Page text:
In a major public move that has been long-awaited by proponents of evidence-based stem cell science, FDA Commissioner Scott Gottlieb issued a lengthy statement on August 28, 2017 “on the FDA’s new policy steps and enforcement efforts to ensure proper oversight of stem cell therapies and regenerative medicine.” The short version is that the Agency will:
- Step up enforcement against stem cell “actors who claim that their unproven and unsafe products will address a serious disease, but instead put patients at significant risk.” To that end, Dr. Gottlieb also announced the creation of an internal working group to identify and pursue such actors and clinics through “whatever legally enforceable means are necessary to protect the public health.”
- Develop and advance “a comprehensive policy framework that will more clearly describe the rules of the road for this new field,” based on FDA’s existing authority. The science-based policy would be aimed at accelerating the proper development of stem cell and other regenerative medicine products, and it is expected to be released Fall 2017. Dr. Gottlieb also noted that the Agency would be issuing a “compliance policy that, with the exception of outliers potentially harming public health in a significant way right now, will give current product developers a very reasonable period of time to interact with the FDA in order to determine if they need to submit an application for marketing authorization…. And we will also be developing a novel approach to FDA approval that we believe will allow very small product developers to gain all the benefits of FDA approval through a process that is minimally burdensome and less costly.” The latter part of this statement clearly takes into account that individual clinicians working in academic hospitals and other venues to innovate in their respective specialties make up a large portion of regenerative medicine product developers, and putting in place an overly burdensome or expensive process would not be in the public’s best interest.
The widely differing viewpoints about the appropriateness of FDA oversight of human cell and tissue-based products (HCT/Ps) and their potential risks and benefits were aired during a two-day public hearing in September 2016, as we reported on at the time. From the second prong of Dr. Gottlieb’s announcement, we would expect that the four draft HCT/P guidance documents debated during the public hearing may be revised or finalized, and they may also be supplemented with additional guidance to further clarify jurisdictional lines or procedural flexibility for very small product developers.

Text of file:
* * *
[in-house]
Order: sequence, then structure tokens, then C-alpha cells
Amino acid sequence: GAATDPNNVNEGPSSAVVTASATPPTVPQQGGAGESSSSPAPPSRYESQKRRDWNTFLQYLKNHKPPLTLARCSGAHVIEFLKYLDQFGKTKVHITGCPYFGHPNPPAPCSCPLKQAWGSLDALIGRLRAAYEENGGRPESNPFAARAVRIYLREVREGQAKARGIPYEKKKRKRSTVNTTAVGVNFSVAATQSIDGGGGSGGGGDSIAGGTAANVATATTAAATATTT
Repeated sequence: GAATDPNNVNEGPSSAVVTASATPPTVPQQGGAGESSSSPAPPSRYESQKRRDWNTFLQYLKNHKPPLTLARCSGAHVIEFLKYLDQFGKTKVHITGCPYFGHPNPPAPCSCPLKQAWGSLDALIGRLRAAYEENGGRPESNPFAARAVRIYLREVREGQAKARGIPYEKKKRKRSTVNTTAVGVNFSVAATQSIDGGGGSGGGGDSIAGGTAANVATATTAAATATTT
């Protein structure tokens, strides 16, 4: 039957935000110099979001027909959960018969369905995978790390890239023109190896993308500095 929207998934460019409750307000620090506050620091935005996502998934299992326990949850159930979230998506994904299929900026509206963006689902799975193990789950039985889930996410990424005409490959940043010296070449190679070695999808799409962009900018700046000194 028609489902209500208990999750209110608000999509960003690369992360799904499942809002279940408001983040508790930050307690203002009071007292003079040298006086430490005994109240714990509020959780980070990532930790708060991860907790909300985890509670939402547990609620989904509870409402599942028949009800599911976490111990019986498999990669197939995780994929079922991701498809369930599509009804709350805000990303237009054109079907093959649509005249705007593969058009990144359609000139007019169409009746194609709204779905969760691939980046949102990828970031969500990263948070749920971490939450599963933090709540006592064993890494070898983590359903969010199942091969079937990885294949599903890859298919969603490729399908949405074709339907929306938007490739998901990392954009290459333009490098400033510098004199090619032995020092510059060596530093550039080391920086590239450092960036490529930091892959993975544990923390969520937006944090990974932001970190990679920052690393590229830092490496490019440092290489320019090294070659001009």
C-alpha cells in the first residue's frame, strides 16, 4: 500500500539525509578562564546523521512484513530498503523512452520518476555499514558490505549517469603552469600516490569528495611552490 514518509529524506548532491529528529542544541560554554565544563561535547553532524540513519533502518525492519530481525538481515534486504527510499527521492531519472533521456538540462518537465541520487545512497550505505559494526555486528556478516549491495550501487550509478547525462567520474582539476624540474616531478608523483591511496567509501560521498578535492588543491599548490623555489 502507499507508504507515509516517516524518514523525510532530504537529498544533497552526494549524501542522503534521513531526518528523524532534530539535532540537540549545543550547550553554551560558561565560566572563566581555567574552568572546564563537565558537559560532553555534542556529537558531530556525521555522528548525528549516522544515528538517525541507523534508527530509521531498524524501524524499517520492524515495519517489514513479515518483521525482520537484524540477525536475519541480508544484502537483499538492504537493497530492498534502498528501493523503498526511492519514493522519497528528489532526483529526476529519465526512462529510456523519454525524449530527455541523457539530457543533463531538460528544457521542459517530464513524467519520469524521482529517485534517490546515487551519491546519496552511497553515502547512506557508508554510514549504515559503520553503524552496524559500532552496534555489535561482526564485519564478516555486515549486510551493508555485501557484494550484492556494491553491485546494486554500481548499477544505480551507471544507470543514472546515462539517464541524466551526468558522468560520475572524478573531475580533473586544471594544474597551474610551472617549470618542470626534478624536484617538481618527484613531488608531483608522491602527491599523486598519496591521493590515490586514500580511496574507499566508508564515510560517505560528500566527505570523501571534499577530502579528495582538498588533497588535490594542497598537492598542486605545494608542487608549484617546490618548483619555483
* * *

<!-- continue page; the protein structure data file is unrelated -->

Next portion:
In conjunction with the Commissioner’s statement, FDA also took specific enforcement action against two high-profile stem cell entities operating in California and Florida:
- Supplies of smallpox vaccine, intended to be mixed with fat-derived stem cells and administered to patients as a treatment for cancer, were seized from San Diego-based company StemImmune Inc. Related to the Government’s investigation into the unapproved stem cell treatment will be how the company obtained access to the smallpox vaccine in the first place, as it is not commercially available. FDA’s announcement about the StemImmune action is available here.
- A Warning Letter was issued to US Stem Cell Clinic in Florida related to its manufacture of an unapproved drug using fat-derived stem cells and deviations from good manufacturing practices for cell-based products. The Agency announcement about the US Stem Cell Clinic action, along with a link to the complete Warning letter, is available here.
US Stem Cell Clinic quickly submitted a response to FDA, which it has also posted on its website, and which challenges the legal basis for Agency action against “a patient’s own body tissue.” We will continue to monitor this case to see whether it progresses into a Federal judicial review of FDA’s approach to regulating HCT/Ps.
Finally, as we previously reported, the December 2016 bipartisan 21st Century Cures Act (“Cures Act”) included a new accelerated approval pathway for regenerative medicine products. FDA has begun implementing the Cures Act provisions under its Regenerative Medicine Advanced Therapy (RMAT) Designation program. Commissioner Gottlieb’s recent statement also emphasized the relationship between realizing the promise of the Cures Act’s RMAT Designation Program and the need to effectively police the growing marketplace of unproven “stem cell treatments.” His strongly worded August 28th statement ended with the following:
We must put in place the framework to separate the promising treatments from those products that pose significant risks or offer patients little to no chance of benefit. We will also continue to take steps to keep those who would exploit this promising area from harming patients and abusing the public’s trust. We can’t let a small number of unscrupulous actors poison the well for the good science that holds the promise of changing the contours of human illness and altering the trajectory of medicine and science.
We are hopeful that the Agency will follow these words with consistent enforcement actions (especially given how many hundreds of self-named “stem cell clinics” currently operate in the U.S.), in order to enhance regulatory certainty and encourage investment in legitimate business enterprises. The House Energy and Commerce Committee has already confirmed that it will soon be examining the potential effect of unproven stem cell therapies on the broader regenerative medicine field, as part of its oversight of Cures Act implementation more generally. Of course, we will keep our readers posted on important developments regarding these issues.